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Valley Journals

Buying local helps both you and your neighbor, says Local First Utah

Aug 20, 2018 03:58PM ● By Jana Klopsch

Local businesses are a lot better at keeping your money in Utah’s economy than national chains are. (Civic Economics and Local First Utah)

By Mariden Williams | mariden.w@mycityjournals.com

How often do you buy from local businesses? It's a question worth thinking about, according to Local First Utah, a nonprofit organization that works to educate the public, government and business owners about the value and vitality locally owned businesses bring to the community. 

"For every dollar you spend at a locally owned business, four times more of that dollar stays in Utah's economy than if you spend that same dollar at a big box store or an online retailer," Kristin Lavelett, executive director of Local First, told the Riverton City Council at their Aug. 7 meeting. 

"If you break that down numerically, I believe that's 56 cents on the dollar. So, for every $100 you spend locally, $56 stays here. Otherwise it's about $13 that stays if you spend that at a big box store, and it's really pennies on the dollar if you spend it online," said Lavelett. 

Since local businesses have less corporate infrastructure, there's more tax money left over to enhance the community. They also offer better job opportunities and donate to local charitable causes at almost triple the rate of national chains. 

Local First specializes chiefly in education and promotion — it runs public awareness campaigns, and offers classes and promotional materials to business owners, to help them better brand themselves as local. Partner businesses receive a large Local First sticker to put on their doors, as well as a listing on the organization's local business directory.

It may not seem like a lot, but it makes a big difference. 

"When a number of businesses are participating in a community, those businesses start to see a real bottom-line impact," said Lavelett. 

The Institute for Local Self Reliance ran a 10-year study, which they ended in 2015 due to the very consistent results they found year after year.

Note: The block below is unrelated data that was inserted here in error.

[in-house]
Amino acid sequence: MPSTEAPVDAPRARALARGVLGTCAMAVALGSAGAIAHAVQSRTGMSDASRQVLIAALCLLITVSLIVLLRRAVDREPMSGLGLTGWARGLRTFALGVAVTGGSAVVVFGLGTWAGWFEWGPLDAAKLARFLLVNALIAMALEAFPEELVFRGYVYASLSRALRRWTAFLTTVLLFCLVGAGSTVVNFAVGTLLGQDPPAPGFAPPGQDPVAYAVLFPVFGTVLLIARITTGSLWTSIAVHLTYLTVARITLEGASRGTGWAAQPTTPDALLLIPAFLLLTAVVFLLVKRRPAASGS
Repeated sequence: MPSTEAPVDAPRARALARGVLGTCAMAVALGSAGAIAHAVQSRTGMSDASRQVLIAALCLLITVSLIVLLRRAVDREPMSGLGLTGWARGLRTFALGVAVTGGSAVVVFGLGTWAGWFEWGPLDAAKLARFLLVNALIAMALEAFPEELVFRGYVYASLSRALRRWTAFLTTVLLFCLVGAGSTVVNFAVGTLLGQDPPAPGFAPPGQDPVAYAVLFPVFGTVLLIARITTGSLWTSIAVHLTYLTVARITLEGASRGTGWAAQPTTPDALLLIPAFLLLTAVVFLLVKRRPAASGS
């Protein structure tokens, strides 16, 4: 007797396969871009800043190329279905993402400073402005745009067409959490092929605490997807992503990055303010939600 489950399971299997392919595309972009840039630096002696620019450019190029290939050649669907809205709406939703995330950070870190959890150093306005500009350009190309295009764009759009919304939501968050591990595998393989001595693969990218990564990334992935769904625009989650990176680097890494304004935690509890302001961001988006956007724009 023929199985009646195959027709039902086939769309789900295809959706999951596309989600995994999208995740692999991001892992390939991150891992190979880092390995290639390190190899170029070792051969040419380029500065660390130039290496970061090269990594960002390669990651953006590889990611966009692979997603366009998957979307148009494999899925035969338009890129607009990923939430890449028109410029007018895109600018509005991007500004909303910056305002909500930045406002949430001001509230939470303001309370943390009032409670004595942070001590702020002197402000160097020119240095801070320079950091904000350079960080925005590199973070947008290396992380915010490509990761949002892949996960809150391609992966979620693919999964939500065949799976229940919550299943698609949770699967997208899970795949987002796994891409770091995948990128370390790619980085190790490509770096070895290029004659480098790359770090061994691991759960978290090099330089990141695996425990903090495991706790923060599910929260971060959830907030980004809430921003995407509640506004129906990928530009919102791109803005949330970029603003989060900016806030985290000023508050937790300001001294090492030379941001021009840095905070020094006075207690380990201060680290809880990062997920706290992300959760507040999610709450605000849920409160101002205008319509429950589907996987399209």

"What they found over those 10 years is that sales growth of independent businesses in communities with an active buy-local campaign, such as Local First Utah, were pretty much double those of their counterparts in communities without an active buy-local campaign," said Lavelett. 

Businesses can partner with Local First Utah for free — the organization does not charge anything for access to their materials, or for a listing on their registry. 

So what counts as a local business? Mom-and-pop stores certainly qualify, but so do locally owned franchises — so long as they are headquartered in Utah and at least 51 percent of the shareholders live in-state. 

"A Subway franchise would not qualify, because they don't really make their sales decisions independently,” said Lavelett. “But an Even-Stevens — they're not technically a franchise but a local chain, per se — absolutely qualifies." 

Local businesses also increase the character of a community. Seeing the same cluster of national chain stores again and again in every shopping center, perhaps slightly rearranged depending on location, can create a sterile, generic feeling. Combating that generic feel is another one of Local First's goals, and this idea of creating a destination holds a certain amount of appeal for Riverton officials, given their interest in revitalizing Riverton's historic downtown area.

"It's really the idea of creating a character of place, creating a destination, creating an independent neighborhood business district that is a place where your residents want to live, work and play," said Lavelett.

One area that Local First has seen a lot of success with in this respect is what Lavelett termed the "central 9th neighborhood," at about 900 South and 200 west. 

"It's an area that's a little bit historic and a little bit new growth,” said Lavelett. “We've worked with a lot of the businesses to help brand that community, create that identity. It's an area that was previously an RDA zone, it was low-income… it's revitalizing. I really believe in revitalization over gentrification. There's not a situation in which I ever want our work to be something that pushes out the residents who live there… and that's what we've been able to accomplish in central 9th."